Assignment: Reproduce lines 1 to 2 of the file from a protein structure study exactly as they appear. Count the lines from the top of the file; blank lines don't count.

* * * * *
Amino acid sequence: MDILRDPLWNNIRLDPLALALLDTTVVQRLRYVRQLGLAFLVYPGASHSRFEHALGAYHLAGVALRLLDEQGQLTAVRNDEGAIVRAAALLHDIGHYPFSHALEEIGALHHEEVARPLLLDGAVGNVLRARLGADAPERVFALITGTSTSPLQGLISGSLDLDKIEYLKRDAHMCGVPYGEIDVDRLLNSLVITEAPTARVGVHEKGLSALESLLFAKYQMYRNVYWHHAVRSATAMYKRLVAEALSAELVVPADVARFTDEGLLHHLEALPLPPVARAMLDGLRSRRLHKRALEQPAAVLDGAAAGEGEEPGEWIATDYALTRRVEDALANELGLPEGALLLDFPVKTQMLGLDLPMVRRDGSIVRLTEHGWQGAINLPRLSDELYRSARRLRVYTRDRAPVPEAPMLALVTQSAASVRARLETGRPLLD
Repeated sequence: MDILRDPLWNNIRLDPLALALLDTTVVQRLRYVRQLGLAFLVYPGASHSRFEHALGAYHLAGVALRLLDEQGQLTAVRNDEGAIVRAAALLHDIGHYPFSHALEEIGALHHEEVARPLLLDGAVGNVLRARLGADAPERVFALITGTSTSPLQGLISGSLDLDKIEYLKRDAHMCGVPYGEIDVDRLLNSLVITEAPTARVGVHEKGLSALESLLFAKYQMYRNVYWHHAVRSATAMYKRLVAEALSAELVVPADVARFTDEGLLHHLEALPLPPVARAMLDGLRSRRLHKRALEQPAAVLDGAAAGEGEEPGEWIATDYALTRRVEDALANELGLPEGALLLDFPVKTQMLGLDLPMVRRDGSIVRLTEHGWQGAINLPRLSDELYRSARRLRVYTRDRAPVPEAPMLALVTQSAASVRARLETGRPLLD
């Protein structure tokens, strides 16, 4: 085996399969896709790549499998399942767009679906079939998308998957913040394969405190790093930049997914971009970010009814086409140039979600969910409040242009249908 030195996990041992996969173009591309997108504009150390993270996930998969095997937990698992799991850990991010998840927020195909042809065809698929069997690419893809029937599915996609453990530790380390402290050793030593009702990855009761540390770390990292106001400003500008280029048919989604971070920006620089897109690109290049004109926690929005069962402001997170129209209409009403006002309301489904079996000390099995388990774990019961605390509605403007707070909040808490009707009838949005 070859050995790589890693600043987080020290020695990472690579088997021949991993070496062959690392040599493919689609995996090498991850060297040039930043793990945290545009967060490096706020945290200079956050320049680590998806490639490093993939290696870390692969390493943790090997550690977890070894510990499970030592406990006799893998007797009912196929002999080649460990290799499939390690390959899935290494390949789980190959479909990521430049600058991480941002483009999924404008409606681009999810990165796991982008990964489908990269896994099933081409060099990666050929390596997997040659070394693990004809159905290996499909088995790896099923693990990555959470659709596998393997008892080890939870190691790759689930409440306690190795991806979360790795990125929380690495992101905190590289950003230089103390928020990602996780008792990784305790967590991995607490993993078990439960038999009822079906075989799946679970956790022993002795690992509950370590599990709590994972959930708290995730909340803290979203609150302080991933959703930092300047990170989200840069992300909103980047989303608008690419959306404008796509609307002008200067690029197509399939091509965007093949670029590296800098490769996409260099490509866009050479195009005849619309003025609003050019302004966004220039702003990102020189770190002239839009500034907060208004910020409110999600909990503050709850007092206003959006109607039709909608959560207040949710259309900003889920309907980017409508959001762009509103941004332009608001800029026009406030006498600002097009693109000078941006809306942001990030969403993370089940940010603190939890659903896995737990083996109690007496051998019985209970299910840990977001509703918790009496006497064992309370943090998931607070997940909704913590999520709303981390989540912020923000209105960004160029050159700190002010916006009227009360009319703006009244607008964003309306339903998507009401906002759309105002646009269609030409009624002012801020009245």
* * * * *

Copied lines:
Amino acid sequence: MDILRDPLWNNIRLDPLALALLDTTVVQRLRYVRQLGLAFLVYPGASHSRFEHALGAYHLAGVALRLLDEQGQLTAVRNDEGAIVRAAALLHDIGHYPFSHALEEIGALHHEEVARPLLLDGAVGNVLRARLGADAPERVFALITGTSTSPLQGLISGSLDLDKIEYLKRDAHMCGVPYGEIDVDRLLNSLVITEAPTARVGVHEKGLSALESLLFAKYQMYRNVYWHHAVRSATAMYKRLVAEALSAELVVPADVARFTDEGLLHHLEALPLPPVARAMLDGLRSRRLHKRALEQPAAVLDGAAAGEGEEPGEWIATDYALTRRVEDALANELGLPEGALLLDFPVKTQMLGLDLPMVRRDGSIVRLTEHGWQGAINLPRLSDELYRSARRLRVYTRDRAPVPEAPMLALVTQSAASVRARLETGRPLLD
Repeated sequence: MDILRDPLWNNIRLDPLALALLDTTVVQRLRYVRQLGLAFLVYPGASHSRFEHALGAYHLAGVALRLLDEQGQLTAVRNDEGAIVRAAALLHDIGHYPFSHALEEIGALHHEEVARPLLLDGAVGNVLRARLGADAPERVFALITGTSTSPLQGLISGSLDLDKIEYLKRDAHMCGVPYGEIDVDRLLNSLVITEAPTARVGVHEKGLSALESLLFAKYQMYRNVYWHHAVRSATAMYKRLVAEALSAELVVPADVARFTDEGLLHHLEALPLPPVARAMLDGLRSRRLHKRALEQPAAVLDGAAAGEGEEPGEWIATDYALTRRVEDALANELGLPEGALLLDFPVKTQMLGLDLPMVRRDGSIVRLTEHGWQGAINLPRLSDELYRSARRLRVYTRDRAPVPEAPMLALVTQSAASVRARLETGRPLLD